What is that cracking sound?

Most of us have, either intentionally or not, heard or felt a ‘popping’ sensation in our joints. Whether it is the knuckles, spine or ankles – it happens commonly, but what is that noise? Well, it seems the clinical jury is still out, however there are prevalent theories which seem to give the most accurate answer. In our hands (along with many other areas in the body) we have synovial joints – which allow for movement. Between each joint there is synovial fluid, an almost ‘egg white’ consistency fluid which lubricates and protects the joint surfaces. One study found that the ‘popping’ sound which happens when a finger or joint is extended is caused by pressure inside the joint lowering dramatically as the extension happens, followed by gases inside the joint collapsing and are released in the form of a bubble – sounds complex, but the takeaway point here is the popping sound (also known as a cavitation) is due to vacuum (the joint being pulled or extended) being filled by gas, which then collapses due to the pressure from the pulling or movement of the joint – causing the popping or cracking noise that we hear.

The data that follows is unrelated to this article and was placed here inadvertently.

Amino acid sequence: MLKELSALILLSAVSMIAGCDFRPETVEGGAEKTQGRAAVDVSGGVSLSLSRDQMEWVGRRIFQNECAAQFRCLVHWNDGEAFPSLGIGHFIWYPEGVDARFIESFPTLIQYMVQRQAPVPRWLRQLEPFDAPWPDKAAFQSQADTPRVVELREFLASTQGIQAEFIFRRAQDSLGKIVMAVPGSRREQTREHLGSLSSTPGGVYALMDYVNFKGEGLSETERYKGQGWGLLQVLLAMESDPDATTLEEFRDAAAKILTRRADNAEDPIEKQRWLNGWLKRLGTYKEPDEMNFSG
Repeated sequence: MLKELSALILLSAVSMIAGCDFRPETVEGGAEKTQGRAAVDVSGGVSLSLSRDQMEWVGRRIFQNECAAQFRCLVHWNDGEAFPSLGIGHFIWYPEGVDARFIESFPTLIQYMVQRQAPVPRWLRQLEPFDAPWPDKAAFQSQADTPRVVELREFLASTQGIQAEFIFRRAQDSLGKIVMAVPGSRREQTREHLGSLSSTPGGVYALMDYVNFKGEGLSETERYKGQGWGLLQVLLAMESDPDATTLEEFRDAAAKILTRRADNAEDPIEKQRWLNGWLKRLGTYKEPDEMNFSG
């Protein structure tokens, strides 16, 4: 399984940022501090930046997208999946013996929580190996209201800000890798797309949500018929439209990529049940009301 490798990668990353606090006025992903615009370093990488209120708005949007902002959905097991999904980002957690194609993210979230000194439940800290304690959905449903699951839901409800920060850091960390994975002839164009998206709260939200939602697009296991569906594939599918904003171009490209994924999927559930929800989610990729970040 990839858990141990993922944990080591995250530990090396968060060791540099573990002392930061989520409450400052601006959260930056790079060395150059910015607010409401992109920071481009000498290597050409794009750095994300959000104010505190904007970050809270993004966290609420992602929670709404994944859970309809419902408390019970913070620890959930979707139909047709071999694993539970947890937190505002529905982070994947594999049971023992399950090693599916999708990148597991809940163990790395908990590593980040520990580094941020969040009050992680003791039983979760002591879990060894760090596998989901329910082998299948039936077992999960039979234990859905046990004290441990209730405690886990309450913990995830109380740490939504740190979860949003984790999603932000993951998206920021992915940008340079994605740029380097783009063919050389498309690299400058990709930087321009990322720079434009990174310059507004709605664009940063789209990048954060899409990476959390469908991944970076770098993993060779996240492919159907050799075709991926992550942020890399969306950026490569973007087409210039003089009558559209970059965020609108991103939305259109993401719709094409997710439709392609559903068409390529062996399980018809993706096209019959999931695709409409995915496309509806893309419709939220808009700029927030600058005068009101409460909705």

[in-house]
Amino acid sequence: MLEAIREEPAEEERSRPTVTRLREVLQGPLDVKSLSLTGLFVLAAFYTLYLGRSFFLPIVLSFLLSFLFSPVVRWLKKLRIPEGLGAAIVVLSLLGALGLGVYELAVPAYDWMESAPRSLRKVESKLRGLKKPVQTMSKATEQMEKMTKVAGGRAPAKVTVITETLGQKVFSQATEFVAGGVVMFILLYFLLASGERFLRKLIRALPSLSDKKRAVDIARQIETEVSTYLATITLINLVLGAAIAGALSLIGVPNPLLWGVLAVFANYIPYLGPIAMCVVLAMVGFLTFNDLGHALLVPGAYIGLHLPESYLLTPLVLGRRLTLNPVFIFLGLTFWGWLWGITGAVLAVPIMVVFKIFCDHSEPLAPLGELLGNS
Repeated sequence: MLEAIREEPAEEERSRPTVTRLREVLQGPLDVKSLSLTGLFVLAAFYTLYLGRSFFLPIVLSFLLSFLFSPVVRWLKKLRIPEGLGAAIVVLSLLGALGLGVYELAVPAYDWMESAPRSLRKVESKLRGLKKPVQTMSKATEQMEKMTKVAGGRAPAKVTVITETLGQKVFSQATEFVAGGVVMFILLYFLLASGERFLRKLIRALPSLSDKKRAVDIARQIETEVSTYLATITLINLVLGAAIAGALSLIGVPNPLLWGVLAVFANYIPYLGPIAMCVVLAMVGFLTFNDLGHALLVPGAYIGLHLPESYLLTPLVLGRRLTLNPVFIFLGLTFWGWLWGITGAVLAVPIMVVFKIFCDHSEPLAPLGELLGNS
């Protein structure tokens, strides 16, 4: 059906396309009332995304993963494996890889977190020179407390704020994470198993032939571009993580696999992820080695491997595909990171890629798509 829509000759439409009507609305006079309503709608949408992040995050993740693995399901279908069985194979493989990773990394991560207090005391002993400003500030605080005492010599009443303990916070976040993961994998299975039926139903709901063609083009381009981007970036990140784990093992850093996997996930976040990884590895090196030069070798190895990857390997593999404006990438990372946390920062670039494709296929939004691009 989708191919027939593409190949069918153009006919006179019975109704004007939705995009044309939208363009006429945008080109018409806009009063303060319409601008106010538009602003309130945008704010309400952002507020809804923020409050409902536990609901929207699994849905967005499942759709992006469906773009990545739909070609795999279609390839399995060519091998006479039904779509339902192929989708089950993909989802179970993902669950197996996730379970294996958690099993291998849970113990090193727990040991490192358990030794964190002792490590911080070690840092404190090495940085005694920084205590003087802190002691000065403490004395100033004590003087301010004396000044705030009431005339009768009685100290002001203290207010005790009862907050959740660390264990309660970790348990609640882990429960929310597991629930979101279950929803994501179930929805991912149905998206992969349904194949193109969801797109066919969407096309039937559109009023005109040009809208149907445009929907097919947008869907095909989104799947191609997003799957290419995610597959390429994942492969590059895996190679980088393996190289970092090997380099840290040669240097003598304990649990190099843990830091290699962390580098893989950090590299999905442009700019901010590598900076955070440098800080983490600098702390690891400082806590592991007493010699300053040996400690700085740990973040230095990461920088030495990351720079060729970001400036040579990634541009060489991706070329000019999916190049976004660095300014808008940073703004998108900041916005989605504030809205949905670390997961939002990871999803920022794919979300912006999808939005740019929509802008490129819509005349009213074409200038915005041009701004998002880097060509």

But I crack my knuckles all the time……is it bad?

Although it has been a myth for decades that cracking your knuckles ‘will give you arthritis’ there is actually no good evidence at all to show that this happens. One study showed a very minor decrease in grip strength due to knuckle cracking, but nothing more severe. Around 25 – 55% of the UK population crack their knuckles (men more than women apparently). So what is the take home point here regarding the hands and knuckles? Well, all current evidence would indicate that habitual knuckle cracking correlates with jobs involving manual labour, people who bite their nails, and people who frequently smoke and drink alcohol. If you are worried about cracking your joints, or joint pains – give the clinic a call for some advice!

Joshua Myers. MSc Ost Med. Registered Osteopath

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